Visible vs. hidden
Using various tools, including Acrobat Pro, it is possible to add an invisible, behind-the-scenes summary to a table in a PDF. However, whilst a table summary is often a great asset, the behind-the-scenes variety is of limited value because it will be available only to NVDA (screen reader) users (and no one else). You will get far more bang for your buck if you include the summary text visibly on the page.
When a table summary is beneficial
If the answer a reader is seeking to extract from a data table is contained in just a single cell, as perhaps in the case of a train timetable, a summary may not be needed. However, if the reader is looking to identify any trends, patterns, relationships, proportions or anomalies in the data, then a well-constructed table summary can be highly beneficial.
How does it help?
Screen reader users
If you are a screen reader user and are looking for trends or patterns etc in a table’s data, in the absence of a summary, you will have to navigate through the table, cell by cell, to build a mental map of what is going on. (The equivalent for a sighted reader might be to have to read through the table, one cell at a time, whilst looking though a thin tube.) In all but the simplest of tables, doing so will require a great deal of time and effort. A well-crafted summary can do much of the heavy lifting work for you.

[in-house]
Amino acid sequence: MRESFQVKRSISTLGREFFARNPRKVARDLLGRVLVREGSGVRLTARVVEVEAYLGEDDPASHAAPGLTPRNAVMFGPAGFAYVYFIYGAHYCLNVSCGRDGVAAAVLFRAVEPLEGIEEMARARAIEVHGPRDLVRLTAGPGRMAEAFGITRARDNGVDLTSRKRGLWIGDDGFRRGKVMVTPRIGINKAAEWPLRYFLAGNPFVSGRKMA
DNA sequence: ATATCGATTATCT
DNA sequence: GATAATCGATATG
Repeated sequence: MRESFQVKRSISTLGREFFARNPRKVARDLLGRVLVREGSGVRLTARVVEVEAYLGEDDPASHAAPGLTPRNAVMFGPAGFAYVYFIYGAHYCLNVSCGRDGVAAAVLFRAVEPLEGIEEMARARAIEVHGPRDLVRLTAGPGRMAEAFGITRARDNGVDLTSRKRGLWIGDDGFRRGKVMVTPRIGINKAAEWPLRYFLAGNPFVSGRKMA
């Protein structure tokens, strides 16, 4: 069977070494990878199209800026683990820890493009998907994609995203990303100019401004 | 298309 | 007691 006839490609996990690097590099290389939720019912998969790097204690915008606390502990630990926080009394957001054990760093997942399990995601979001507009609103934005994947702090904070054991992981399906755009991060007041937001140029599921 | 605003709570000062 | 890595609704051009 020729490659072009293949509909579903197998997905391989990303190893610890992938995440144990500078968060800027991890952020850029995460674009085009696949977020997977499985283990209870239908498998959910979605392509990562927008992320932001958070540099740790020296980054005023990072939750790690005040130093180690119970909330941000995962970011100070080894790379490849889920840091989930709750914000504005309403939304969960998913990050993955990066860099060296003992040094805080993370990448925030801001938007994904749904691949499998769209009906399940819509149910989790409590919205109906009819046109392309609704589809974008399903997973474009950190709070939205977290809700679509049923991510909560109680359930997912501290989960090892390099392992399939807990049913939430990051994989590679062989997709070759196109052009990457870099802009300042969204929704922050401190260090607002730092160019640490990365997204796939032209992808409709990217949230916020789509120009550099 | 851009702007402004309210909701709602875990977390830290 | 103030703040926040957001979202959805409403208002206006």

Screen magnifier users
Everyone else: the lessons of HTML5
Of course, there used to be a table summary attribute in HTML4/XHTML1.0 (the
<summary> tag) which did the same job of providing a behind-the-scenes summary. This tag was deprecated in HTML5 because table summaries are now widely considered to be potentially useful for all readers. Hence HTML5 document authors are encouraged to add table summaries on the page, visible to all.
How assistive technologies read behind-the-scenes PDF table summaries
Assuming a table and its caption have been tagged correctly, if you press “T” to go to the next table, NVDA will read out by default a behind-the-scenes summary, if one is present. Using the down arrow will then take you to the caption. (If there is no summary present, NVDA will read the caption by default.)
JAWS, ZoomText, SuperNova, Read&Write Gold and Claro Read
They don’t. NVDA is the only assistive technology (AT) that will read a behind-the-scenes summary. And, given the HTML5 position, it seems unlikely that AT support for hidden summaries will increase much, if at all.
Table summaries are useful for most types of table and for facilitating most types of readers’ queries. So, don’t hide them from view—place them directly on the page, preferably just before the table they describe.
For more on this topic, and a detailed study of the wider topic of making accessible PDF tables, please check out my ebook Design and build accessible PDF tables”. (It’s a few years old now, but still as relevant as ever.)